EEEEEE! Looks at Books
Not book reviews so much as, well, book reports, really.
- Mike Mandel's SF Giants: An Oral
History -- A 1979 book full of interviews
with former and then-current players. Examined by Gregg.
- Joe Morgan: A Life in Baseball
-- by Morgan and David Falkner. Li'l Joe's easier to respect than to
like. Examined by Gregg.
Charles Einstein's A Flag for San
Francisco, examined by Richard Booroojian. A potentially
- Nuggets on the Diamond,
Dick Dobbins and Jon Twitchell's history of the old Pacific Coast League,
examined by Todd Hawley. Now I have a reason to wear my Seals
cap all the time.
- Hank's Book, Jon's Book,
a brief, comparative "study" of This Copyrighted Broadcast
by Hank Greenwald and Confessions of a Baseball Purist by Jon
Miller, examined by Gregg. Read them both.
- The Pacific Coast League, 1903-1988:
Bill O' Neal also takes a look at the Pacific Coast League, as Todd
Hawley is the first to point out.
- Baseball's Hometown Teams: The
Story of the Minor Leagues: Bruce Chadwick tells the tale,
And Todd Hawley tells the tale about that.
- A Whole Different Ball Game: The
Sport and Business of Baseball by Marvin Miller (with Allen
Barra), as viewed by David Fox(x), aka Gunman.
- The Grand Minor League:
Dick Dobbins classic look at a classic league, and Todd Hawley's classy
- The International League: A Baseball
History 1884-1991, and The American Association: A Baseball History
1902-1991, both by Bill O'Neal, as seen by Todd Hawley.
- Fair Ball by Bob Costas,
as observed by David Beck.
- The Bill James Guide to Baseball
Managers From 1870 to Today, from the point of view of Richard
Booroojian, who passes on warmest greetings from Dave Bristol.
Keep your eye on this space. Eventually I hope to have writeups of the following books, at least (and in no particular order):
- My Giants, by longtime Giants broadcaster Russ Hodges. Loads of fun.
- Giants: Collector's Edition, by Joseph Hession, with a foreword by Bob Brenly, 1993. This is of interest to me, aside from the obvious reason (i.e., it's the Giants), in that it comes from a publishing house that just might be a good place to try and sell an EEEEEE! book to....
- When the Giants Were Giants: Bill Terry and the Golden Age of New York Baseball, by Peter Williams, with an introduction by W.P. Kinsella, 1994.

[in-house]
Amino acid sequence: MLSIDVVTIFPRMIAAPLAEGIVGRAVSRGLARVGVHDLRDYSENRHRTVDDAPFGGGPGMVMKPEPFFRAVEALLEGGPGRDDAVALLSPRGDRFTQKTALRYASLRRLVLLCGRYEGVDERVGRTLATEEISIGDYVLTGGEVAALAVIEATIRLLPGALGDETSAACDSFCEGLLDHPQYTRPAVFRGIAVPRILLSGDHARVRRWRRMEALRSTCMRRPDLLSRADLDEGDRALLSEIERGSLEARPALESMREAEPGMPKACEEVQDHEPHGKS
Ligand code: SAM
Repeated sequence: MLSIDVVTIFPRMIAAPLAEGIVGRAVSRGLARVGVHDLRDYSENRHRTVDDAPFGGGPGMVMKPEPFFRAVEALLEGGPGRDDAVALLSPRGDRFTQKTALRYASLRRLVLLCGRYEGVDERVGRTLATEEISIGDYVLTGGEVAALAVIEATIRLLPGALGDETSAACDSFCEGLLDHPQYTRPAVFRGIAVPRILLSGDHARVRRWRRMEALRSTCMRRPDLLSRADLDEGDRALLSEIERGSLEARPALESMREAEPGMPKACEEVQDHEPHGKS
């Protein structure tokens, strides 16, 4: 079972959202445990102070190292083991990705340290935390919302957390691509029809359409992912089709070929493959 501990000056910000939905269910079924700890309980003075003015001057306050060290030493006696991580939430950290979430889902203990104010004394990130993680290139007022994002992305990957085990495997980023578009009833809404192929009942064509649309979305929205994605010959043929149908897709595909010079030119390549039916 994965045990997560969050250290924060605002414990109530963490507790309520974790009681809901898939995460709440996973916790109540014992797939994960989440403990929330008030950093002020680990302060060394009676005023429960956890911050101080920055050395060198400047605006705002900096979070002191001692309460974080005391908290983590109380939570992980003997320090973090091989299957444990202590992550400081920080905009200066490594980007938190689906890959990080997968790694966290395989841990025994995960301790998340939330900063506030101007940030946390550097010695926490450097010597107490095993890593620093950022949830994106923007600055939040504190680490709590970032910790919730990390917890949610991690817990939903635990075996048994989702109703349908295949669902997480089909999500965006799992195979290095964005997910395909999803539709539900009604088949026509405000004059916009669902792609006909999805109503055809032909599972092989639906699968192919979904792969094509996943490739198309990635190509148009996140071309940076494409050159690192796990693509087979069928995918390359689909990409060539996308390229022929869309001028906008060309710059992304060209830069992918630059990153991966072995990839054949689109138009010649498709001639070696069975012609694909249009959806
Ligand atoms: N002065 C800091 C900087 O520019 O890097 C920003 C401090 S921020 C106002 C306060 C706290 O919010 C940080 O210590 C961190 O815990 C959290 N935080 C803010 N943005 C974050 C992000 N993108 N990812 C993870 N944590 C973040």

- The Original San Francisco Giants: The Giants of '58, by Steve Bitker, 1998. This might be the one that captures my fancy most, in that it consists of interviews, behind-the-scenes stuff, including (as my dad showed me) a kind of bitter interview with Bob Speake, who among other things cited his tenure with the Giants as the premature end to a promising career, but mostly he said that when he was with the Cubs, they had the green light to run on Willie Mays. More on that, and why, when I write about it.
- Dan Gutman's Baseball Babylon, a sleazily titled yet fascinating book about baseball's -- yes -- seamy underbelly.
- The misnamed The California Angels: The Complete History, by Ross Newhan, 1982 -- the copyright date tells you why it's misnamed; it's not Newhan's fault. The Angels, as you may know, have an interesting history fraught with misfortune.
- The Bronx Zoo, by Sparky Lyle and Peter Golenbock (who also wrote at least one good book about the Yankees), 1979. Lyle, as you might guess, is not a literary genius, in the sense that Rush Limbaugh is not an underwear model for the Victoria's Secret catalog. Interesting story, though.
- Diary of a Yankee Hater, by Bob Marshall, 1981, a twenty-first birthday gift from David Beck. Marshall speaks of the "Radio God," an (possibly) nonexistent entity with whom he'd bargain, hoping that the Yankees would fail. Somehow this strikes a strangely familiar chord.
- Damn Yankees, by Douglas Wallop, 1954 -- the novel from which the musical came.
- Jackie Robinson, by Arnold Rampersad, 1997. I haven't read it, but I have the feeling everybody should.
- Baseball: An Illustrated History, by Geoffrey C. Ward and Ken Burns, 1994. This is a beautifully illustrated book indeed, but Burns' slant, both politically and in terms of rooting interest, came across loud and clear in his stunning documentary, which made it a li'l annoying.
Copyright © 2001 by Gregg Pearlman
Last updated 3/9/01
Gregg Pearlman, gregg@EEEEEEgp.com
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